It is St. Patrick's Day week and lots of green is beginning to appear in Grace's wardrobe. The girl just loves this holiday! She adores the whole idea of playful leprechauns pulling pranks on unsuspecting people. (Try to say that 5 times fast!) She loves the green, the shamrocks (This kid found 3 4 leaf clovers in the park last Summer and thinks it means she is Irish through and through...well, except for the part that is Chinese and all). Of course, we have a Korean son named Daniel, now that is a pretty Irish name if ever there was one. Bill's ancestry can be traced straight back to Ireland. Of course, there was horse thievery involved and banishment and other assorted hooliganism (Okay, I made up that word) to make the story all the more enchanting.
Our Andi asked if I had actually made the dishes whose recipes I post. Pretty much. I decided that I would begin doing more cooking during my 50th year and, even when I do not get much of a meal on the table, I try to make something new or a favorite dish several times a week.
Don't ask me if my laundry is all folded and put away or if my carpets need a vacuum. I do not always get everything that needs doing done. There are times that a dish begs to be fixed so the dusting gets put aside...laundry gets piled up so
pizza is ordered. Would you believe that I was, as the comedians would say, anal retentive, not too long ago. Horribly. Truly. I have calmed down a bit and fight the urge to be so again on a daily basis. Still, I know I can not do it all, especially with a precocious 9 year old around! I guess this was a rather long winded answer to the "how do you find the time" question huh?
The things I try are usually easy, do not have too, too many ingredients involved and are well liked amongst the family and friends. I am no Martha Stewart (She is thinner, richer, has her own magazine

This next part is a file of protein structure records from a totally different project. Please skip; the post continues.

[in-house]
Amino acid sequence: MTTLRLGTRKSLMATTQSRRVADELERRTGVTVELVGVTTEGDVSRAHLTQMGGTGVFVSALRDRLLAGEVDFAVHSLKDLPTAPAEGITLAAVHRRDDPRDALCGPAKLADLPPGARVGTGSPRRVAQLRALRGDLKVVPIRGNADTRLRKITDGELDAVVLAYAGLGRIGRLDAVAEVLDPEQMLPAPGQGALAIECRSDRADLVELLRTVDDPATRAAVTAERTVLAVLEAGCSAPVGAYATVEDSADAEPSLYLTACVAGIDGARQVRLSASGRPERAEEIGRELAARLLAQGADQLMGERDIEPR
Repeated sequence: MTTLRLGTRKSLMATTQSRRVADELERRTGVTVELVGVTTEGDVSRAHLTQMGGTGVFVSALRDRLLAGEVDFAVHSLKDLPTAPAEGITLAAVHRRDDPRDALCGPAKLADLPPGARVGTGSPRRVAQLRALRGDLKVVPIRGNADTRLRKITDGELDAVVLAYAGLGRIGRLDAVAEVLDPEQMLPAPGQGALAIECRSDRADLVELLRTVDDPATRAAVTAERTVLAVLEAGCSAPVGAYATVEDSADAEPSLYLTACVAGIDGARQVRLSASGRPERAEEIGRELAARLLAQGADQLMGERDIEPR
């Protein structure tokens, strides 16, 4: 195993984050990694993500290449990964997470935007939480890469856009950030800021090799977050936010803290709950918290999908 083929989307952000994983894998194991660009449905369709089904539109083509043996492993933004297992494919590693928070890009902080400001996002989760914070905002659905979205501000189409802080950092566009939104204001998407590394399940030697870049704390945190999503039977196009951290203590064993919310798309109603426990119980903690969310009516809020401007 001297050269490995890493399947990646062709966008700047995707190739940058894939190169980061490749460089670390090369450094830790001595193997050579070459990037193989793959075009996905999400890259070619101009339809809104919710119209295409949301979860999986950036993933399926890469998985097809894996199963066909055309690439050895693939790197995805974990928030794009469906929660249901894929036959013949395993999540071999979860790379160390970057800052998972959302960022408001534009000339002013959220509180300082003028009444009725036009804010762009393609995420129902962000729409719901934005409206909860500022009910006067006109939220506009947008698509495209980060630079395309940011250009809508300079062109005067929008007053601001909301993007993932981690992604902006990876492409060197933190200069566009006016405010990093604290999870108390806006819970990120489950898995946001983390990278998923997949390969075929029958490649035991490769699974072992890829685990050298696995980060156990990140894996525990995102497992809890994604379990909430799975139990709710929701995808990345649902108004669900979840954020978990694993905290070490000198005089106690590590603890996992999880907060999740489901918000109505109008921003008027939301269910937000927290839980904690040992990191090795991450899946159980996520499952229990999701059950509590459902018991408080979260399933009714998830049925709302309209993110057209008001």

and says HERBs. *I* say 'erbs), Rachael Ray (Thinner, richer, has her own magazine and is MUCH perkier) or Alton Brown (Thinner, richer, has his own television show and is far cuter than I am) but I haven't killed anyone (That we KNOW about at least) with my food. I don't make all of them at the same time, all the time but do usually have a couple of hours each week that I can do something fun in the kitchen. And Grace loves to help me play....
The people in my family all love cabbage. I know a special lady who is a super cook and this is one of her mainstays, especially at this time of year. I had never made it prior to last Fall but it IS good and just perfect for a St. Patrick's Day
Cocannon is also made with kale but the people that frequent my kitchen prefer it with cabbage.
Colcannon is probably the single traditional Irish dish that is eaten by the largest number of modern Irish people. It's the food that's also a game... or an oracle for the year ahead... and there are even songs about it. Just don't ask me to sing one. It would scare the dog.
From "Irish Traditional Food":
"This is traditionally eaten in Ireland at Halloween. Until quite recently this was a fast day, when no meat was eaten. The name is from *cal ceann fhionn* -- white-headed cabbage. Colcannon should correctly be made with chopped kale (a member of the cabbage family) but it is also made with white cabbage; an interesting version is the Irish Folklore Commission's, which gives it as mashed potatoes mixed with onions, butter, and a boiled white cabbage in the center. Colcannon at Halloween used to contain a plain gold ring, a sixpence, a thimble or button: finding the ring meant marriage within the year for the person who found it, the sixpence meant wealth, the thimble spinsterhood and the button bachelorhood.
As in the two versions of the song, it can be made with kale or with greens, meaning cabbage. Those reared on the version made with kale can never understand how the cabbage version can be considered colcannon, and vice versa...."
3 pounds potatoes, scrubbed
2 sticks butter
1 1/4 cups hot milk
Freshly ground black pepper
1 head cabbage, cored and finely shredded
1 (1-pound) piece ham or bacon, cooked the day before
4 scallions, finely chopped
Chopped parsley leaves, for garnish
Steam the potatoes in their skins for 30 minutes.
Peel them using a knife and fork.
Chop with a knife before mashing. Mash thoroughly to remove all the lumps.
Add 1 stick of butter in pieces. Gradually add hot milk, stirring all the time.
Season with a few grinds of black pepper. Boil the cabbage in unsalted water until it turns a darker color. Add 2 tablespoons butter to tenderize it. Cover with lid for 2 minutes.
Drain thoroughly before returning it to the pan. Chop into small pieces. Put the ham in a large saucepan and cover with water.
Bring to the boil and simmer for 45 minutes until tender.
Drain. Remove any fat and chop into small pieces. Add cabbage, scallions, and ham to mashed potatoes, stirring them in gently.
Serve in individual soup plates.
Make an indentation on the top by swirling a wooden spoon.
Put 1 tablespoon of butter into each indentation.
Sprinkle with parsley.